Our civil society platform assumes this responsibility. At this summit, governments will be making commitments to support the Western Balkan countries on their path to EU integration. But the Berlin Process has no built-in steering and monitoring mechanism and hosting member states, ad hoc, have no authority to act in an oversight capacity. The Civil Society Platform fills this gap – we commit to working, in tandem with governments and international partners, to hold ourselves and our governments accountable for advancing the social, economic, and political agendas for EU integration. To this end, the UKs role hosting and facilitating the London Summit provides an important opportunity to raise the profile of engagement with CSOs, both in setting the agenda for engagement at the Summit and for coordinating, through UK Embassies in the region, with CSOs to ensure accountability of governments, CSOs, and international bodies in monitoring implementation of the Summit’s recommendations.

With almost thirty years of capacity building, we have the expertise – and as importantly, the will – to move our countries forward. For us to take this role, it is imperative that, at this summit, we develop a plan for removing the barriers to a coordinated regional civil society (such as visa restrictions on traveling and telecommunications regulations that prevent communication amongst Balkan countries).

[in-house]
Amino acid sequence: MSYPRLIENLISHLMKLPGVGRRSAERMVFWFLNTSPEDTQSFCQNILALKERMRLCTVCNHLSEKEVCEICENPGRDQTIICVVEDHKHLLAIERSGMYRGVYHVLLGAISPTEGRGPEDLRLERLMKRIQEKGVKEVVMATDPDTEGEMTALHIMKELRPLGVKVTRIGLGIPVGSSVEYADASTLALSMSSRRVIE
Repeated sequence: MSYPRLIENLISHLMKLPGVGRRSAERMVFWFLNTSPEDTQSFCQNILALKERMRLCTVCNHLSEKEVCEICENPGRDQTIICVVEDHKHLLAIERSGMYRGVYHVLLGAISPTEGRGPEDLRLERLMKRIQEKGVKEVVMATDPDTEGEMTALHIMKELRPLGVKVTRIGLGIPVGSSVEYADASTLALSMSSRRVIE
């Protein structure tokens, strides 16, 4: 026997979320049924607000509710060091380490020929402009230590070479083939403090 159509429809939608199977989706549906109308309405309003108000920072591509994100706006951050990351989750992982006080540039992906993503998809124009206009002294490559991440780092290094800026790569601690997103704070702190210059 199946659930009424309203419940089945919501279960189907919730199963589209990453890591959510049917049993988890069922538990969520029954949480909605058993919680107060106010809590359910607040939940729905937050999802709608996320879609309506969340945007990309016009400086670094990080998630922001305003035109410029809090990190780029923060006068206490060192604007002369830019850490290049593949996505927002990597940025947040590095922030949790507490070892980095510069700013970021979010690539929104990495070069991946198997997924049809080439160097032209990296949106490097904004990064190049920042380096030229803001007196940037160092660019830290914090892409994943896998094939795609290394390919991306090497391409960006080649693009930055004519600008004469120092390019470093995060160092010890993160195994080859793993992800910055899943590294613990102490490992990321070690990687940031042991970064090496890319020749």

In its new role outside of the European Union but as a partner to the EU and Western Balkans, the UK is at the beginning stages of finding innovative new ways of coordinating and cooperating with the EU and bilateral partners. Working with a coordinated regional civil society is an important component of these new partnerships. Each of us, working on our own mandates, shares common principles for advancing the social, economic, and political dimensions of the Berlin Process connectivity agenda. By maintaining open and regular communication and information sharing, our platform for democracy and human rights allows us to bring our local expertise to a regional network that works collaboratively to solve our joint problems.

To this end, the Civil Society Platform pledges:

• To work across borders and sectors, in support of each other and government, to co-develop the region, not as fragmented actors working on short-term projects, but as visionaries with skills, knowledge, and expertise that is crucial for breaking the hold of state capture and creating a unified Western Balkans that works, collaboratively and with good will, for a prosperous and secure future;

• To lead by example: shunning inflammatory rhetoric, we will create an environment of political cooperation and uphold the core values of democracy, human rights, and integrity. As models of public diplomacy and regional cooperation that can unite a divided and polarized Western Balkans, our constructive work will set the bar to which governments must rise;

• Looking forward to the next summit in Poland, we will be the institutional memory of the Berlin Process. Building on past accomplishments, we pledge to use the London Summit to consolidate gains and clearly strategize commitments to which governments can agree;

• Between now and the 2019 Poland Summit, we will conduct ongoing assessment and evaluation of progress towards implementing these commitments, and bring lessons learned to co-organizing for next year’s summit.

Find below the downloadable pdf file